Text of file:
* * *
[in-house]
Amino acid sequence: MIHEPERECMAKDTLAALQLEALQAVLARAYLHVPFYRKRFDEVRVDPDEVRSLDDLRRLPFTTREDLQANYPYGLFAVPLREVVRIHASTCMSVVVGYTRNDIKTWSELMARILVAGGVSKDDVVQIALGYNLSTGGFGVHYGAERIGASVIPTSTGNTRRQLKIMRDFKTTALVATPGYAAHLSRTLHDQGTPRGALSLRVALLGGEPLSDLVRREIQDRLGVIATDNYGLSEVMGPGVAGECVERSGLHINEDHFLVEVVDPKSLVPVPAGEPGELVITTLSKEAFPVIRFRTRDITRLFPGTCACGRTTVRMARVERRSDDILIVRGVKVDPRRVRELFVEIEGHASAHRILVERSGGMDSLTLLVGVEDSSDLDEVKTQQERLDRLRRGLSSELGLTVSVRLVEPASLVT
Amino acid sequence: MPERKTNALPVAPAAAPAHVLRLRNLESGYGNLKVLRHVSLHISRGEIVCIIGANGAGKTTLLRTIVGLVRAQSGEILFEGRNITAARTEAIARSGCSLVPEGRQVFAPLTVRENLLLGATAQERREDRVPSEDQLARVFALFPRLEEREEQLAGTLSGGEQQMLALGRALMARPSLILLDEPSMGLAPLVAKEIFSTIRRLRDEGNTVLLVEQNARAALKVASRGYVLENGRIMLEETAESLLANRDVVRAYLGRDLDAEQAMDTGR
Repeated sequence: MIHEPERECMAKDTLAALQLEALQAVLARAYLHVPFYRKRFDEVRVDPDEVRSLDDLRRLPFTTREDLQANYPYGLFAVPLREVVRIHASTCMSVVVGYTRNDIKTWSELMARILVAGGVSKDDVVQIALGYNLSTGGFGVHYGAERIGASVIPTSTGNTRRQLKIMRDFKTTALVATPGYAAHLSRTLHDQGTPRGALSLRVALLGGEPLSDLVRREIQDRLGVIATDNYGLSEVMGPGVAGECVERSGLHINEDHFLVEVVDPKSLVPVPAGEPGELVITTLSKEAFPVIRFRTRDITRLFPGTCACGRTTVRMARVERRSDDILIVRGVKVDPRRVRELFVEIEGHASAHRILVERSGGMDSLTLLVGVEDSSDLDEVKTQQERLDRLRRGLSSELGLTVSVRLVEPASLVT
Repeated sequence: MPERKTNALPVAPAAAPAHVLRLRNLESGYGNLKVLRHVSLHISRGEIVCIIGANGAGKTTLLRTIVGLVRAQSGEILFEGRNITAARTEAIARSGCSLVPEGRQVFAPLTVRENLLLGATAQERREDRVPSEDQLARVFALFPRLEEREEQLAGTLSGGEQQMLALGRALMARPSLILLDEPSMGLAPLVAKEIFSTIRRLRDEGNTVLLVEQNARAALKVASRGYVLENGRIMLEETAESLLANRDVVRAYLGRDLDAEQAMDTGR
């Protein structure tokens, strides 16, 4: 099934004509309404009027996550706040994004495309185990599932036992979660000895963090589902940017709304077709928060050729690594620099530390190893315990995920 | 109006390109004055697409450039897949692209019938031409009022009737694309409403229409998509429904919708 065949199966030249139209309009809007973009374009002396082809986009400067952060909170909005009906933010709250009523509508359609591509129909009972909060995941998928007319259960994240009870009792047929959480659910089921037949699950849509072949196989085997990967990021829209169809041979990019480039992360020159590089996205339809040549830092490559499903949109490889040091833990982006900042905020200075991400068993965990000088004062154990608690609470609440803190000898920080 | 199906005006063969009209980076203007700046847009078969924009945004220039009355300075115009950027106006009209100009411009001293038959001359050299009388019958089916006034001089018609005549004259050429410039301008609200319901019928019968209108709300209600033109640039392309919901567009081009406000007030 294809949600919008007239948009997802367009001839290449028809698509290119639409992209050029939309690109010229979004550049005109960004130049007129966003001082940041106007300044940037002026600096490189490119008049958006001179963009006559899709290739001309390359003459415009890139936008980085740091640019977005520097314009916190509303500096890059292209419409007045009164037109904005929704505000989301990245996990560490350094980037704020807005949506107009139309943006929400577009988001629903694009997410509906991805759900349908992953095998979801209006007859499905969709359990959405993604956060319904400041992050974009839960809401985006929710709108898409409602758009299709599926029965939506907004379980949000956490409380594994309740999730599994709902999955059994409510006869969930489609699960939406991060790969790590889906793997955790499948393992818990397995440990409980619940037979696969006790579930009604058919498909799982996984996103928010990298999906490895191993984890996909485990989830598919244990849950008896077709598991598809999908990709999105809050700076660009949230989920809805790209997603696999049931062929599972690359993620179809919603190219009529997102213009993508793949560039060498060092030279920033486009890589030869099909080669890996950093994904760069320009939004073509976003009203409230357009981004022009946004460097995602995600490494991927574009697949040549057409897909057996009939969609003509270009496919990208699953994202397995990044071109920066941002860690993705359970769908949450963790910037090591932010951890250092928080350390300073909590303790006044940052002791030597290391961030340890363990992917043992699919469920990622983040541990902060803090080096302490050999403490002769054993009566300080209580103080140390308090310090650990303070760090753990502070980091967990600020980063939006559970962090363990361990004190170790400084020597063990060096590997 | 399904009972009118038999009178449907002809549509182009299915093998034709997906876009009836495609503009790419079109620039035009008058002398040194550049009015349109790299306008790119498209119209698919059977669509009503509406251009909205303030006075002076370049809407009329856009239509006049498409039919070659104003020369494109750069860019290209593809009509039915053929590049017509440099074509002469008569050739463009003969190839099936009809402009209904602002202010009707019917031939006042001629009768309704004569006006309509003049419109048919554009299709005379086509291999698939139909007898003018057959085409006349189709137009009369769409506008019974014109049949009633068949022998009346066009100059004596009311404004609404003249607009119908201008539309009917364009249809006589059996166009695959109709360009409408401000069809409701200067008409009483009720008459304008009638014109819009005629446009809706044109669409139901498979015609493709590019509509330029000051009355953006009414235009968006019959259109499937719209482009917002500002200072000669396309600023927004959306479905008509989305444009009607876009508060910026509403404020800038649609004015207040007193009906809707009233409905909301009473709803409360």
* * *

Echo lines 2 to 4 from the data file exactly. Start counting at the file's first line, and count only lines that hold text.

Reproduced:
Amino acid sequence: MIHEPERECMAKDTLAALQLEALQAVLARAYLHVPFYRKRFDEVRVDPDEVRSLDDLRRLPFTTREDLQANYPYGLFAVPLREVVRIHASTCMSVVVGYTRNDIKTWSELMARILVAGGVSKDDVVQIALGYNLSTGGFGVHYGAERIGASVIPTSTGNTRRQLKIMRDFKTTALVATPGYAAHLSRTLHDQGTPRGALSLRVALLGGEPLSDLVRREIQDRLGVIATDNYGLSEVMGPGVAGECVERSGLHINEDHFLVEVVDPKSLVPVPAGEPGELVITTLSKEAFPVIRFRTRDITRLFPGTCACGRTTVRMARVERRSDDILIVRGVKVDPRRVRELFVEIEGHASAHRILVERSGGMDSLTLLVGVEDSSDLDEVKTQQERLDRLRRGLSSELGLTVSVRLVEPASLVT
Amino acid sequence: MPERKTNALPVAPAAAPAHVLRLRNLESGYGNLKVLRHVSLHISRGEIVCIIGANGAGKTTLLRTIVGLVRAQSGEILFEGRNITAARTEAIARSGCSLVPEGRQVFAPLTVRENLLLGATAQERREDRVPSEDQLARVFALFPRLEEREEQLAGTLSGGEQQMLALGRALMARPSLILLDEPSMGLAPLVAKEIFSTIRRLRDEGNTVLLVEQNARAALKVASRGYVLENGRIMLEETAESLLANRDVVRAYLGRDLDAEQAMDTGR
Repeated sequence: MIHEPERECMAKDTLAALQLEALQAVLARAYLHVPFYRKRFDEVRVDPDEVRSLDDLRRLPFTTREDLQANYPYGLFAVPLREVVRIHASTCMSVVVGYTRNDIKTWSELMARILVAGGVSKDDVVQIALGYNLSTGGFGVHYGAERIGASVIPTSTGNTRRQLKIMRDFKTTALVATPGYAAHLSRTLHDQGTPRGALSLRVALLGGEPLSDLVRREIQDRLGVIATDNYGLSEVMGPGVAGECVERSGLHINEDHFLVEVVDPKSLVPVPAGEPGELVITTLSKEAFPVIRFRTRDITRLFPGTCACGRTTVRMARVERRSDDILIVRGVKVDPRRVRELFVEIEGHASAHRILVERSGGMDSLTLLVGVEDSSDLDEVKTQQERLDRLRRGLSSELGLTVSVRLVEPASLVT